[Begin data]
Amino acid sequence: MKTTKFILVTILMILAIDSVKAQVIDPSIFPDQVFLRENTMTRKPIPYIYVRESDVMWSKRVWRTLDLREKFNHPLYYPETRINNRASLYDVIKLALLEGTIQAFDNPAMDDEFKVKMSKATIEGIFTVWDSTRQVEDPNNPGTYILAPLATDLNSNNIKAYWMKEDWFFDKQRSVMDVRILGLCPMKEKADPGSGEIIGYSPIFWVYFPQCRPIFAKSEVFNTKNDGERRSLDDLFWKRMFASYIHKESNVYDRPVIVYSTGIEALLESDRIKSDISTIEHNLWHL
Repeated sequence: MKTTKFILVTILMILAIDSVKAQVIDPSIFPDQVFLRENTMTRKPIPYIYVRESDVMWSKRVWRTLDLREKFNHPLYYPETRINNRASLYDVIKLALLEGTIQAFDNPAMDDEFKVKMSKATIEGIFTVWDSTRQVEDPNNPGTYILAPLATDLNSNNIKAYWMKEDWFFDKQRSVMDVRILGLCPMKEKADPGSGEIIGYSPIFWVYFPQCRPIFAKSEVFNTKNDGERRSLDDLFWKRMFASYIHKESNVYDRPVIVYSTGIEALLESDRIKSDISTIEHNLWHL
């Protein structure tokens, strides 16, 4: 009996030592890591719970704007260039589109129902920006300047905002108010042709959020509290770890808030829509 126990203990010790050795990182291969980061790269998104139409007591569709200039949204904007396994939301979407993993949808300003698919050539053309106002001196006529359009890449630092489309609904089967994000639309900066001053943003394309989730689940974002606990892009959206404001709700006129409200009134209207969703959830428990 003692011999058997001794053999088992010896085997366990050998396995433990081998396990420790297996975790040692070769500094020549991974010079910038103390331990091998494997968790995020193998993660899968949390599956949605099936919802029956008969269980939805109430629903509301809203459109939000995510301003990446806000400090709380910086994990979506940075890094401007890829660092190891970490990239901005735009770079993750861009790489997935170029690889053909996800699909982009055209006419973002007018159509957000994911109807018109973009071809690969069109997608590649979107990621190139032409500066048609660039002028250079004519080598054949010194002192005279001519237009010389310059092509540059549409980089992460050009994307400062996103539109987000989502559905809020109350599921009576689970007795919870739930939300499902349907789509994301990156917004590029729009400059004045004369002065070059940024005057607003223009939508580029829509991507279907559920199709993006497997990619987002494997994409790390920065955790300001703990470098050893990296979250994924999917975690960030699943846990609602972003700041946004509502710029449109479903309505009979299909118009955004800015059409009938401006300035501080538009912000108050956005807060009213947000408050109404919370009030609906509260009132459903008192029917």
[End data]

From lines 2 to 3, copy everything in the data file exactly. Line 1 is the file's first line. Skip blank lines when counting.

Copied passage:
Repeated sequence: MKTTKFILVTILMILAIDSVKAQVIDPSIFPDQVFLRENTMTRKPIPYIYVRESDVMWSKRVWRTLDLREKFNHPLYYPETRINNRASLYDVIKLALLEGTIQAFDNPAMDDEFKVKMSKATIEGIFTVWDSTRQVEDPNNPGTYILAPLATDLNSNNIKAYWMKEDWFFDKQRSVMDVRILGLCPMKEKADPGSGEIIGYSPIFWVYFPQCRPIFAKSEVFNTKNDGERRSLDDLFWKRMFASYIHKESNVYDRPVIVYSTGIEALLESDRIKSDISTIEHNLWHL
């Protein structure tokens, strides 16, 4: 009996030592890591719970704007260039589109129902920006300047905002108010042709959020509290770890808030829509 126990203990010790050795990182291969980061790269998104139409007591569709200039949204904007396994939301979407993993949808300003698919050539053309106002001196006529359009890449630092489309609904089967994000639309900066001053943003394309989730689940974002606990892009959206404001709700006129409200009134209207969703959830428990 003692011999058997001794053999088992010896085997366990050998396995433990081998396990420790297996975790040692070769500094020549991974010079910038103390331990091998494997968790995020193998993660899968949390599956949605099936919802029956008969269980939805109430629903509301809203459109939000995510301003990446806000400090709380910086994990979506940075890094401007890829660092190891970490990239901005735009770079993750861009790489997935170029690889053909996800699909982009055209006419973002007018159509957000994911109807018109973009071809690969069109997608590649979107990621190139032409500066048609660039002028250079004519080598054949010194002192005279001519237009010389310059092509540059549409980089992460050009994307400062996103539109987000989502559905809020109350599921009576689970007795919870739930939300499902349907789509994301990156917004590029729009400059004045004369002065070059940024005057607003223009939508580029829509991507279907559920199709993006497997990619987002494997994409790390920065955790300001703990470098050893990296979250994924999917975690960030699943846990609602972003700041946004509502710029449109479903309505009979299909118009955004800015059409009938401006300035501080538009912000108050956005807060009213947000408050109404919370009030609906509260009132459903008192029917």